(In 1964, reviewing the company in Paris, Clive Barnes of The Times had a less favorable view. “In general, they were strong on décor and drama, and weak on choreography and music,” he wrote of three ballets by Ms. Charrat.)
In addition to creating pieces for her own company, Ms. Charrat choreographed ballets for La Scala in Milan, Teatro Colón in Buenos Aires, La Monnaie in Brussels, the Geneva Ballet, the Vienna State Ballet and the Paris Opera. In 1961 she worked with Maurice Béjart and his Ballets of the 20th Century, choreographing “Les Quatre Fils Aymon” with him.
That same year she made international headlines when her costume caught fire during the filming of “Les Algues.” Although severely burned, she was determined to return to the stage as both dancer and choreographer. Less than two years later she created and starred in “Tu Auras Ton Nom Tristan” at the Grand Theater in Geneva, where her company was based from 1962 to 1964.
Janine Charrat was born on July 24, 1924, in Grenoble, France. Her family moved to Paris, where her father was a senior official in the Fire Department.
As a child Ms. Charrat began to study ballet with a series of Russian teachers — Olga Preobrajenska, Lubov Egorova and Alexander Volinine — and at 11 she was already giving her own dance recitals with works she had created. Soon afterward she was cast in the Benoît-Lévy film, winning the part of Rose Souris, a student at the Paris Opera Ballet School.
Ms. Charrat met Mr. Lifar during the making of “La Mort du Cygne”; he was the film’s choreographer and, even more significantly, the director of the Paris Opera Ballet. He was to greatly influence her career.
Her film appearance also drew the attention of Irène Lidova, a French dance critic and producer. In 1942, Ms. Lidova asked Roland Petit, then a young dancer who was not yet known as a choreographer, to collaborate with Ms. Charrat on the first of a series of concerts that would lead to the founding — by Petit, Lidova and Boris Kochno — of the Ballets de Champs-Élysées.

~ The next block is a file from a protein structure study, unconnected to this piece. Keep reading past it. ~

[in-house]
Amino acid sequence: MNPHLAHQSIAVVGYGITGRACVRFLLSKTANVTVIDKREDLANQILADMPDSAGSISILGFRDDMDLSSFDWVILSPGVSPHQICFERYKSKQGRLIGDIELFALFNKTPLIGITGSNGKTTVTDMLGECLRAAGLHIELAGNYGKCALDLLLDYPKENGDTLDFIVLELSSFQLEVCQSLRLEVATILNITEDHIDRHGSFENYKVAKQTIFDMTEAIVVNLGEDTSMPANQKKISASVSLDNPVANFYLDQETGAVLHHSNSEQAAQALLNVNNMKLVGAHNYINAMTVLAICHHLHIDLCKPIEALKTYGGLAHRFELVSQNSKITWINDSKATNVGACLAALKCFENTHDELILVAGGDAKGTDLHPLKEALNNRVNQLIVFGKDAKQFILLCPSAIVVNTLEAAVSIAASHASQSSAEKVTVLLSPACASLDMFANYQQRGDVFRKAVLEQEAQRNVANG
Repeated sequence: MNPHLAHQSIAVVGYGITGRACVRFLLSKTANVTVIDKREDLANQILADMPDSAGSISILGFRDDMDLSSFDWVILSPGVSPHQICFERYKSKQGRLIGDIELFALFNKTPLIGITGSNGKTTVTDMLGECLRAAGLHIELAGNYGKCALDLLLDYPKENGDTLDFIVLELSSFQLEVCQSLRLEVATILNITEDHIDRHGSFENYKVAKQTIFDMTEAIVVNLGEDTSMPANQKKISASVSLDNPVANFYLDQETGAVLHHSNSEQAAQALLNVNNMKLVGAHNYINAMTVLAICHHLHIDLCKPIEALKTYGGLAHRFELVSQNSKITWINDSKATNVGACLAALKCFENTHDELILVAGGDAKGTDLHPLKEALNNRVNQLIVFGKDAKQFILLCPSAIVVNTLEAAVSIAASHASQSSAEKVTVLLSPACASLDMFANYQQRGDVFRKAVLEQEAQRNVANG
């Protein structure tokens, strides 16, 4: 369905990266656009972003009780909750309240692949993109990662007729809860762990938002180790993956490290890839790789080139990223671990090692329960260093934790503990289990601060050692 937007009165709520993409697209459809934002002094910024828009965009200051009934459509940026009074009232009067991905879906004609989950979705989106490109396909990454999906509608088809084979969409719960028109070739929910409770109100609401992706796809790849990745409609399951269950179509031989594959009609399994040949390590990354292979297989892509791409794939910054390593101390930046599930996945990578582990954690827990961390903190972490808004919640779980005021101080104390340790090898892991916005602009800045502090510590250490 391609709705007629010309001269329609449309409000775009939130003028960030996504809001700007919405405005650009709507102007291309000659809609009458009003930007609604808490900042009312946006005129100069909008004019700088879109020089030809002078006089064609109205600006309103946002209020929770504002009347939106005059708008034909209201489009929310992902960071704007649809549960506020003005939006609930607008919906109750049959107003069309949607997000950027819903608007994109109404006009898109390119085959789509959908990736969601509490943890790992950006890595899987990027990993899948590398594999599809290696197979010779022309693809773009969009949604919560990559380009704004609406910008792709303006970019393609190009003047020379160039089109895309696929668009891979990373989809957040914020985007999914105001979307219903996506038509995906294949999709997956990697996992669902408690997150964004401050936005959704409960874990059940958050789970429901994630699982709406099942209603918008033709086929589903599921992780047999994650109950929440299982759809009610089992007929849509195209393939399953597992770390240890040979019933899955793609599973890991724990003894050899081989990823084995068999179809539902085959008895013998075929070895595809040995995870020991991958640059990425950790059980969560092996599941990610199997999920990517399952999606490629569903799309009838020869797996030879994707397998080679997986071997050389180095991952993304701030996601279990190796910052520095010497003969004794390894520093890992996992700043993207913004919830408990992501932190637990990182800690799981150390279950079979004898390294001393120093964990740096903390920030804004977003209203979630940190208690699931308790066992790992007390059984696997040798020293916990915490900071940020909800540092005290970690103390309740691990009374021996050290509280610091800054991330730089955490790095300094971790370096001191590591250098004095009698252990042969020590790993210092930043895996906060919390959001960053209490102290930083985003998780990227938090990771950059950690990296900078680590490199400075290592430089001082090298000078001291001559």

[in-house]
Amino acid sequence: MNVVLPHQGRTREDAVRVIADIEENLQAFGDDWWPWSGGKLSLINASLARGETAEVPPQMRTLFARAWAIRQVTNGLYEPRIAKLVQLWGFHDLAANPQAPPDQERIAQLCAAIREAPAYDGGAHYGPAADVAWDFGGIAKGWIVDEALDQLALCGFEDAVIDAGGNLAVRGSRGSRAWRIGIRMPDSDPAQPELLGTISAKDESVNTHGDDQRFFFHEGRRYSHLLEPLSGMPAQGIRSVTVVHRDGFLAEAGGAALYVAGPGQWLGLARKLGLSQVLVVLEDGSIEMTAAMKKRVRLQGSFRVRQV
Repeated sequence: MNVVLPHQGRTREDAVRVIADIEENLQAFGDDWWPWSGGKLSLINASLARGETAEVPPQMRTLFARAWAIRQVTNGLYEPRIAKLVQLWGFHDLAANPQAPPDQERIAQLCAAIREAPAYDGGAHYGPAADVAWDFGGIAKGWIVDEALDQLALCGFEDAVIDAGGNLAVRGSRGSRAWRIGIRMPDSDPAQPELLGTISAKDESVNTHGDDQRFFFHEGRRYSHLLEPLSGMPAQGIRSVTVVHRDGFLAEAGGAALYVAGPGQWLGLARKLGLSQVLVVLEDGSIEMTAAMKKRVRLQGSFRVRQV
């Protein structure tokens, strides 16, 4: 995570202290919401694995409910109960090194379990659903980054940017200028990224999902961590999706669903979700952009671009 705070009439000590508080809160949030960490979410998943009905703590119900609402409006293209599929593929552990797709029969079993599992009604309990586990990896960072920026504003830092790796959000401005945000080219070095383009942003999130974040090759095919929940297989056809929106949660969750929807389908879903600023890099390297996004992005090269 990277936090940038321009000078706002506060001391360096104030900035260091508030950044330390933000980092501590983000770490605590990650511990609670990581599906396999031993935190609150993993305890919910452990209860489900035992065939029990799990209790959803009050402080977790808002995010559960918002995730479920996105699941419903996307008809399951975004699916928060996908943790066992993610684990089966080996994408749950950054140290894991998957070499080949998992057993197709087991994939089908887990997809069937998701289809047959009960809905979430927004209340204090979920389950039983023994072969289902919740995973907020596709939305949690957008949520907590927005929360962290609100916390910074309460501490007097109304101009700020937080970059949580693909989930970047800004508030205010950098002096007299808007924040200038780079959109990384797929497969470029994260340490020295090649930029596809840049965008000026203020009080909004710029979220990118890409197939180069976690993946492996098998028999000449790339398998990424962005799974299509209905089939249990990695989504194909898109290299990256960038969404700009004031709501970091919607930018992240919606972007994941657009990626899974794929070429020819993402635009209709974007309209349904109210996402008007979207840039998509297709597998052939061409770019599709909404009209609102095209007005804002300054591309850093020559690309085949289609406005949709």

Three years later came the success of “Jeu de Cartes,” to the Stravinsky score of the same name, for the Ballets de Champs-Élysées, with a cast that included Ms. Charrat, Jean Babilée, Nathalie Phillippart and Petit. Ms. Charrat was soon in high demand by both French and international ballet companies.
Her inclinations were experimental, and she collaborated with prominent writers, composers and designers, including Jean Genet and Darius Milhaud (for “Adam Mirroir”), Pierre Balmain (“La Femme et Son Ombre”), and Henri Sauguet and Christian Bérard (“La Nuit”).
In 1952 Ms. Charrat appeared in Benoît-Lévy’s film “The Little Match Girl,” based on a Hans Christian Andersen story. Viewing it 51 years later, when it was shown at the French Institute Alliance Française in New York, Anna Kisselgoff of The Times noted, “The effervescence of French ballet in the first 15 years after World War II comes through” in the film.
But she added, “The film is profoundly disturbing as a study in constant disillusionment and because its images of flames and fire presage Ms. Charrat’s 1961 accident.”
Mr. Charrat had a brief marriage, 1960-’62, with Gérard Bouret. She married Michel Humbert in 1967, but at her death they had long been separated and possibly divorced. He is said to be living in China. There was no available information on survivors.
Ms. Charrat continued to choreograph and to work internationally until 1973, when she created “Offrandes et Hyperprism,” to music by Edgard Varèse, for the Paris Opera Ballet. She choreographed relatively little afterward, working rather as an adviser on dance at the Centre Georges Pompidou in Paris from 1978 to 1988 and actively promoting a younger generation of French contemporary dance makers, including Jean-Claude Gallotta, Maguy Marin, Régine Chopinot and Dominique Bagouet.
Her last piece, “Passion de Jésus-Christ,” using actors and dancers, was staged in 1994 at the Palais de Papes in Avignon. In 1999 she was awarded the title Commander of the Legion of Honor by the French government.
Ms. Charrat’s work is no longer performed by dance companies, but her influence has been underestimated, wrote Luc Riolon and Rachel Seddoh, the directors of the documentary film “Janine Charrat, L’Instinct de la Danse” (2001). “She was the first,” they wrote, “to explore the paths that were followed years later by the great choreographers of the 20th century.”
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